A new study has recently revealed the extent of insomnia and associated symptoms of anxiety, depression, and traumatic response among medical practitioners in China during the height of the COVID-19 outbreak.

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Nurses are particularly susceptible to insomnia and anxiety during the pandemic, new research shows.

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A new study by researchers in China has demonstrated the prevalence of insomnia, stress, and associated mental health issues for hospital staff, including frontline medical staff, during the COVID-19 outbreak.

The research, which now appears in the journal Frontiers in Psychiatry, highlights the effects of the pandemic not only on people’s physical health, but also on their mental health.

The rapid spread of SARS-CoV-2 has put severe pressure on health systems around the world. Understandably, there has been much emphasis on the effect of the pandemic on the health of the population, as well as the consequences of the potential loss of life from overwhelmed public health systems.

The effects on frontline medical practitioners have also been severe. Healthcare workers are one of the groups at greater risk of infection. However, the negative psychological effects of working on the frontline of the pandemic have also been significant.

Dr. Bin Zhang, the corresponding author of the article, and his colleagues describe the extremely difficult conditions that healthcare workers experienced during the height of the outbreak in China.

“After brief training,” they write, “medical staff were incorporated into the frontline battle against COVID-19. Additionally, it was not possible to set up isolation rooms consisting of an anteroom and clean zone because of insufficient equipment once the hospital rapidly became a designated COVID-19 center.”

“Medical staff must be equipped with full-body protective equipment under negative pressure for more than 12 [hours], including double-layer protective equipment, double-face masks, double-layer gloves, isolation caps, foot covers, and protective glasses.”

“To avoid being infected while removing protective equipment, staff members cannot eat, drink, or use the bathroom during working hours. Many of them are dehydrated due to excessive sweating, and some develop cystitis and a rash. Medical staff working in the quarantine area must always maintain close contact with [people with the infection].”

“Under these dangerous conditions, medical staff become mentally and physically exhausted, and therefore experience an increased risk of insomnia due to high stress.”

– Dr. Bin Zhang

The authors note that this may create a vicious cycle, wherein high levels of stress cause insomnia, and extensive insomnia causes more stress.

The study authors were particularly interested in the prevalence of insomnia among healthcare workers responding to the height of the outbreak in China, as well as the relationship between insomnia and other mental health issues.

To investigate, they recruited medical staff from across China by accessing WeChat medical groups. Once they had checked the participants to ensure that they were all medical staff, the researchers had a sample size of 1,563 participants.

These participants filled in a questionnaire to evaluate their levels of insomnia, depression, anxiety, and traumatic response.

The researchers found that 564 of the participants (36.1%) experienced insomnia while working in response to the COVID-19 outbreak. In general, those who experienced insomnia had worse anxiety, depression, and trauma. This rate of insomnia was consistent with that during the 2002 SARS-CoV outbreak.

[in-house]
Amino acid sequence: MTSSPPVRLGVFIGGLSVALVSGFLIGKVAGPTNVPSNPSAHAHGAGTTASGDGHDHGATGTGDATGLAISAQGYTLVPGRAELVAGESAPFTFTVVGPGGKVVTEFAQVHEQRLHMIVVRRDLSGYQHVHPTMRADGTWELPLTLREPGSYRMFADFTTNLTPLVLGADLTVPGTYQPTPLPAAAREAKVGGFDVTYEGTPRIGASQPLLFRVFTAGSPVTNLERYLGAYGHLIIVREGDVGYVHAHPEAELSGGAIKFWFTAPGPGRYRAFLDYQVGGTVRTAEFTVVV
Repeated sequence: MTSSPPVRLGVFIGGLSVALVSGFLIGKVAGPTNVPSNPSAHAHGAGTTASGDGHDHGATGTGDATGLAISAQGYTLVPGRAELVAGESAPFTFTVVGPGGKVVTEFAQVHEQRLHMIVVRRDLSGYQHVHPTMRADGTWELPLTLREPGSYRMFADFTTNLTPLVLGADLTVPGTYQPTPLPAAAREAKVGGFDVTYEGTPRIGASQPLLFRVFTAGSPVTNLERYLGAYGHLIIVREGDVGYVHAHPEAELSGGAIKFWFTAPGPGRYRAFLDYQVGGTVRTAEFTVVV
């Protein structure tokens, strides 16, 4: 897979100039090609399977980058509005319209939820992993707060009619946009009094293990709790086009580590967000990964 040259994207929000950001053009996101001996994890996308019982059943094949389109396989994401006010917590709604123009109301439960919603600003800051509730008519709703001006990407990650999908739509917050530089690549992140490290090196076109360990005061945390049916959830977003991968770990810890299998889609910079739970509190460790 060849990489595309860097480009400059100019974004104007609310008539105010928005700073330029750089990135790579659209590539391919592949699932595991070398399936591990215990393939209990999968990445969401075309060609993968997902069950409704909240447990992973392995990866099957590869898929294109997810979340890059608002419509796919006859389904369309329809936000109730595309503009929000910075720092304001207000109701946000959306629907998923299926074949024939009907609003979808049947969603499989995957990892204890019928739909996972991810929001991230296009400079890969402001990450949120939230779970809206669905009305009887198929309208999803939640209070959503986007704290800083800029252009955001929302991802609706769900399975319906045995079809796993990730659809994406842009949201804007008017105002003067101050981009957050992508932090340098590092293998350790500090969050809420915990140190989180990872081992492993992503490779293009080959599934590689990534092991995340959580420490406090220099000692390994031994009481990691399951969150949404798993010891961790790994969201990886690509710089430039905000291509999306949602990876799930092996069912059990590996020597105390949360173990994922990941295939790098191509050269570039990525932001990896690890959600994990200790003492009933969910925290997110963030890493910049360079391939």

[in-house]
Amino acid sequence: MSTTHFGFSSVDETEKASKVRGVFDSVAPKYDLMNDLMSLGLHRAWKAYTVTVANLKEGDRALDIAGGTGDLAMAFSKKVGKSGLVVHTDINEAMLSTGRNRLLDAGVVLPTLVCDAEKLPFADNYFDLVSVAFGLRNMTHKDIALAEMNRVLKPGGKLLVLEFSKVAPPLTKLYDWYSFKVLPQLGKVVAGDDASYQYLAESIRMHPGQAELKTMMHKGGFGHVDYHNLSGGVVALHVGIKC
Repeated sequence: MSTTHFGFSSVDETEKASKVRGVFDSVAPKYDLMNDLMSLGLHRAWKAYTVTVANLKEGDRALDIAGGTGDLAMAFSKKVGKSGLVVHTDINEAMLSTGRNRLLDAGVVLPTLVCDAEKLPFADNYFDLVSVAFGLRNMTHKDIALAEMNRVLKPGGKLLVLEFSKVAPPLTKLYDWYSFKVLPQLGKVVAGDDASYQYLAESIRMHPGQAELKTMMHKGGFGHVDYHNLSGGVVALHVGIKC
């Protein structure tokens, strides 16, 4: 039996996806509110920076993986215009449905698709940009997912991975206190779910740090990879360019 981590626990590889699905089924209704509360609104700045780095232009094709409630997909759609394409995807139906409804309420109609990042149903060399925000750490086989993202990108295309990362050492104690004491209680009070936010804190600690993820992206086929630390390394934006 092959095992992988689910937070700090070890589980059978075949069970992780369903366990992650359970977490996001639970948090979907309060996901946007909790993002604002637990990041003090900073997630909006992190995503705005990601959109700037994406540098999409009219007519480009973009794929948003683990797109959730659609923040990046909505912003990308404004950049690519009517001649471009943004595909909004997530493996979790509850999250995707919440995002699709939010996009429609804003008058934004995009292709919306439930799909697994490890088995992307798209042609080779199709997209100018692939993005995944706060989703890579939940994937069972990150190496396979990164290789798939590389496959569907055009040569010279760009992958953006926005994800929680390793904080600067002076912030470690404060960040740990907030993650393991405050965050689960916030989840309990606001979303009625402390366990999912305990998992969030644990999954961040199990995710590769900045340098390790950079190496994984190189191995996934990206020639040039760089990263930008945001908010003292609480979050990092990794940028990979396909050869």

The researchers found various factors that correlated with the prevalence of insomnia. According to Dr. Zhang, “The most important factor was having very strong uncertainty regarding effective disease control among medical staff.”

Other risk factors included:

  • having a lower level of education
  • experiencing more isolation while working
  • having a greater concern about developing COVID-19
  • having a perception that information on the outbreak provided by the news or social media was not supportive

The study compared doctors and nurses and found that being a doctor was a protective factor against insomnia. The authors believe that this may be because doctors typically do not work during the night and have a less disrupted circadian cycle.

They also tend to have less contact with patients. Researchers have previously associated more patient contact with a greater traumatic response.

The authors write: “Doctors often work in the daytime, so that they can get good sleep at night, while nurses may have to work the whole night with frequent night shifts. Nurses are more likely to have circadian rhythm dysfunctions induced by irregular and frequent night shifts. Additionally, doctors tend to have a higher level of education.”

In contrast, nurses typically work night shifts and have more contact time with patients.

The study authors also note that the relative levels of education and the sex balance between the doctors and nurses may also have been contributing factors. A greater number of nurses in the study were female, and previous studies that the authors cite in their paper have shown that females are more susceptible to insomnia.

The study authors hope that their research will help develop interventions to support medical staff with insomnia and related mental health issues.

They also suggest that cognitive behavioral therapy for insomnia may be a valuable skill to train staff in. It may also help if hospital administrations become generally more attentive to other risk factors, such as the experience of isolation during healthcare work.

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